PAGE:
- Petticoat Lane – This massive Sunday market in Aldgate comprises more than a thousand stalls covering Middlesex Street, Wentworth Street and the surrounding lanes and walkways. It has been operating for more than a hundred years and offers a broad range of goods from clothing and fabrics to rugs, electronics and bed linen. And if you’re looking for a deal, be prepared to haggle.
- Old Spitalfields – There has been a market on the site of Old Spitalfields since 1638 when King Charles gave a license for meat, poultry and vegetables to be sold in what was then a rural area on the eastern outskirts of London. Today, this covered market takes place in two Grade II listed buildings from the late 19th century, as well as an extension that was built in 1926.
- Brick Lane – A massive market in the East End, Brick Lane offers a variety of stalls selling leather goods, crafts, second-hand items, furniture and bric-a-brac. In recent years it has also become known as something of a foodie haven, and at the Old Truman Brewery you’ll find plenty of specialty food stalls – or you could always try one of the many curry houses that the area is famous for.
- Columbia Road Flower Market – Situated in a road of Victorian shops off Hackney Road, this Sunday market is open from 8am to 3ish. It’s a bright and colourful place to be, even on the drizzliest of mornings, and you’ll find a huge range of beautiful plants and flowers.
- Billingsgate Fish Market – The UK’s largest inland fish market, Billingsgate merchants sell a combined 25,000 tonnes of seafood products every year. While the market may be aimed primarily at the wholesale industry, individuals are welcome to browse the stands, shops and cafes.
- Greenwich Market – Located in the heart of historic maritime Greenwich, this market offers a variety of boutique stalls selling goods from designer-makers, as well as antiques and plenty of delicious food.
- New Shepherd’s Bush Market – This is a colourful community market that reflects the multicultural nature of the local area. Here, you’ll find exotic fish, Halal meats and African-Caribbean produce. You’ll also find a range of other products such as clothing, shoes, jewellery, fabric, linens, music and electronics.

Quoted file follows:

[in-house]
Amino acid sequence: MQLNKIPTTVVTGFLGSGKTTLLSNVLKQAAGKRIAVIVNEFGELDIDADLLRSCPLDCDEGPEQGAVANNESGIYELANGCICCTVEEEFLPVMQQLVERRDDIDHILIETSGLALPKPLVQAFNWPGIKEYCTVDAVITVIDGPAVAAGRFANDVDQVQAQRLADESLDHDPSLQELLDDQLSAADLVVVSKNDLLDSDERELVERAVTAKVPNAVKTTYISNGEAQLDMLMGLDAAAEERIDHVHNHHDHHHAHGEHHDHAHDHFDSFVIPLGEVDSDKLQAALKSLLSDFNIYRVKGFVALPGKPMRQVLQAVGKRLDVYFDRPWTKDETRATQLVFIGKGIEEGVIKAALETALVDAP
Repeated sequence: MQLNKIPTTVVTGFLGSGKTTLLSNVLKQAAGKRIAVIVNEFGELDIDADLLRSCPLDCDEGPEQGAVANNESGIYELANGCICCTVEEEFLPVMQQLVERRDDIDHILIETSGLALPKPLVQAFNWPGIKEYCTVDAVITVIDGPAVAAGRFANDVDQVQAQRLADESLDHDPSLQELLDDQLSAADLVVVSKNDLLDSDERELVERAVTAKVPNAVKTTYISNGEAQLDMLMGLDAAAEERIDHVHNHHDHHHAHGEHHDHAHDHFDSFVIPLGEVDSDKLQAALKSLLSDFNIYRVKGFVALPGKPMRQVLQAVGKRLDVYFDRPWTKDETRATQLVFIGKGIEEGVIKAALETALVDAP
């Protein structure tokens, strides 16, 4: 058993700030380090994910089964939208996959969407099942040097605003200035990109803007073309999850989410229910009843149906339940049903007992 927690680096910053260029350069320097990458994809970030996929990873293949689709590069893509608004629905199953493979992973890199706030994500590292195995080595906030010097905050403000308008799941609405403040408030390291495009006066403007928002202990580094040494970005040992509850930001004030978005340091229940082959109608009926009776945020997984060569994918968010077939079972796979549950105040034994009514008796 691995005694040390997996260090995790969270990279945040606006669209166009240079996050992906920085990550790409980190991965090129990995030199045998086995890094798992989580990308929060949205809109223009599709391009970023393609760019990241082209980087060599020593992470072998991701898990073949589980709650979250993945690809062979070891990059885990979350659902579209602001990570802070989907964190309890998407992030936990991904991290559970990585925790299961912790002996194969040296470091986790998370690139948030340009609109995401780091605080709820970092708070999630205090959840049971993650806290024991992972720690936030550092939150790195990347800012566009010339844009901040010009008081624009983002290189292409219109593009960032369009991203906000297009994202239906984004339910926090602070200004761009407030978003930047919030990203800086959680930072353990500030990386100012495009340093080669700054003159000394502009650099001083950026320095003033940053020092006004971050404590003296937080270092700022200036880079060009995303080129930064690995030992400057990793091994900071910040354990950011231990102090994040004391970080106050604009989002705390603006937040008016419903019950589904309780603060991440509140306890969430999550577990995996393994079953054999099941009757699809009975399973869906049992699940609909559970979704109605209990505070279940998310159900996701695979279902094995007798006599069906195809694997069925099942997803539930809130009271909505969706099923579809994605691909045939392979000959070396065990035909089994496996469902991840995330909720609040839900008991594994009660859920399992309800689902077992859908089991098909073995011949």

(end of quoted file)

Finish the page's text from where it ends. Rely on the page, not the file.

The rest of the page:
- North End Road Market – At this market in Fulham, you’ll mainly find fresh fruit and vegetables, but be on the look out for deals on clothing, records, crafts and bric-a-brac too.
- Acton Market – Situated in the heart of Acton Town Centre, this market has a number of stalls selling everything from arts and handmade crafts, through to jewellery and candles. There’s also a thriving Farmers’ market where you can get some delicious farm-fresh produce.
Art and culture
Once you’ve finished eating, drinking and shopping, there’s still plenty left to do in both East London and West London, with both areas offering a range of options in terms of art and culture.
- Horniman Museum – This fascinating museum in Forest Hill offers an eclectic mix of ancient artefacts, musical instruments and natural history. It also has beautiful gardens and a large aquarium.
- The Whitechapel Gallery – Designed in a distinctive Arts and Crafts architecture style, this was Britain’s first purpose-built arts gallery. It offers an ever-changing programme of works and has shown works by up-and-coming artists as well as iconic pieces by Picasso, Jackson Pollock and David Hockney.
- The V&A Museum of Childhood – Located in Bethnal Green, this museum houses a collection of objects dating from the 1600s to present day. Items on display include toys, dolls and games as well as objects relating to various aspects of childhood like home, learning and clothing.
- Headstone Manor Museum – This historic site in Harrow is a 14th-century moated manor house, and was formerly the home of the Archbishop of Canterbury. Built around 1310, the house now contains the Harrow Museum, which hosts a number of temporary exhibitions and permanent displays.
- London Motor Museum – Located in Hayes, this museum boasts the largest collections of classic and custom automobiles in Europe. It has more than 200 vehicles, ranging from sportscars and muscle cars to two styles of Batmobile.